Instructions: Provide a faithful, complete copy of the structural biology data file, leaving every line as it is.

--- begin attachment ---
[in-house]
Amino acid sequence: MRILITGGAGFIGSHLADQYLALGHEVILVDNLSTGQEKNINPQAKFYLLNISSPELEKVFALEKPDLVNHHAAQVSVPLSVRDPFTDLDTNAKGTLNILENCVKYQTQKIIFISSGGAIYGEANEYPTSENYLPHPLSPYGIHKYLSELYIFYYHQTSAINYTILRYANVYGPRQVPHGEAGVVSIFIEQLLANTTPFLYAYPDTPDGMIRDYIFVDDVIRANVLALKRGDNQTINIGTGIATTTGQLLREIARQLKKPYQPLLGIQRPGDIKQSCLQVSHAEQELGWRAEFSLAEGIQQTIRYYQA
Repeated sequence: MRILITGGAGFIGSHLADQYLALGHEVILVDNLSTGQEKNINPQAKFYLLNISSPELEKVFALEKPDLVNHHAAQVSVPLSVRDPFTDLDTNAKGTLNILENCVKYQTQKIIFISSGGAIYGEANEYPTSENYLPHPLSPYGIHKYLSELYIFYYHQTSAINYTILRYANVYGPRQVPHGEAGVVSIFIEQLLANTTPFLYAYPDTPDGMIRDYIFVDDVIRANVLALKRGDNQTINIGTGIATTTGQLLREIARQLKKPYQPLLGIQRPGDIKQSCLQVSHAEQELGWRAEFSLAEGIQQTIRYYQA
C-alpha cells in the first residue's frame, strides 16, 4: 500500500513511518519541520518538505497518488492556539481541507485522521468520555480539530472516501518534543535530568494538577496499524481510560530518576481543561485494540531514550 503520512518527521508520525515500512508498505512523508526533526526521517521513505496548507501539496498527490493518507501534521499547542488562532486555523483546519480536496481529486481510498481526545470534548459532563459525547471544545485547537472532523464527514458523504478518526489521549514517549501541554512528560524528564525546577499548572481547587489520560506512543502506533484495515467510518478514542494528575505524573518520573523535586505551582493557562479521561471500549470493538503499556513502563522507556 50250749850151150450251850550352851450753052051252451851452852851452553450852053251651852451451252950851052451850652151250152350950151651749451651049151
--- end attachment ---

[in-house]
Amino acid sequence: MRILITGGAGFIGSHLADQYLALGHEVILVDNLSTGQEKNINPQAKFYLLNISSPELEKVFALEKPDLVNHHAAQVSVPLSVRDPFTDLDTNAKGTLNILENCVKYQTQKIIFISSGGAIYGEANEYPTSENYLPHPLSPYGIHKYLSELYIFYYHQTSAINYTILRYANVYGPRQVPHGEAGVVSIFIEQLLANTTPFLYAYPDTPDGMIRDYIFVDDVIRANVLALKRGDNQTINIGTGIATTTGQLLREIARQLKKPYQPLLGIQRPGDIKQSCLQVSHAEQELGWRAEFSLAEGIQQTIRYYQA
Repeated sequence: MRILITGGAGFIGSHLADQYLALGHEVILVDNLSTGQEKNINPQAKFYLLNISSPELEKVFALEKPDLVNHHAAQVSVPLSVRDPFTDLDTNAKGTLNILENCVKYQTQKIIFISSGGAIYGEANEYPTSENYLPHPLSPYGIHKYLSELYIFYYHQTSAINYTILRYANVYGPRQVPHGEAGVVSIFIEQLLANTTPFLYAYPDTPDGMIRDYIFVDDVIRANVLALKRGDNQTINIGTGIATTTGQLLREIARQLKKPYQPLLGIQRPGDIKQSCLQVSHAEQELGWRAEFSLAEGIQQTIRYYQA
C-alpha cells in the first residue's frame, strides 16, 4: 500500500513511518519541520518538505497518488492556539481541507485522521468520555480539530472516501518534543535530568494538577496499524481510560530518576481543561485494540531514550 503520512518527521508520525515500512508498505512523508526533526526521517521513505496548507501539496498527490493518507501534521499547542488562532486555523483546519480536496481529486481510498481526545470534548459532563459525547471544545485547537472532523464527514458523504478518526489521549514517549501541554512528560524528564525546577499548572481547587489520560506512543502506533484495515467510518478514542494528575505524573518520573523535586505551582493557562479521561471500549470493538503499556513502563522507556 50250749850151150450251850550352851450753052051252451851452852851452553450852053251651852451451252950851052451850652151250152350950151651749451651049151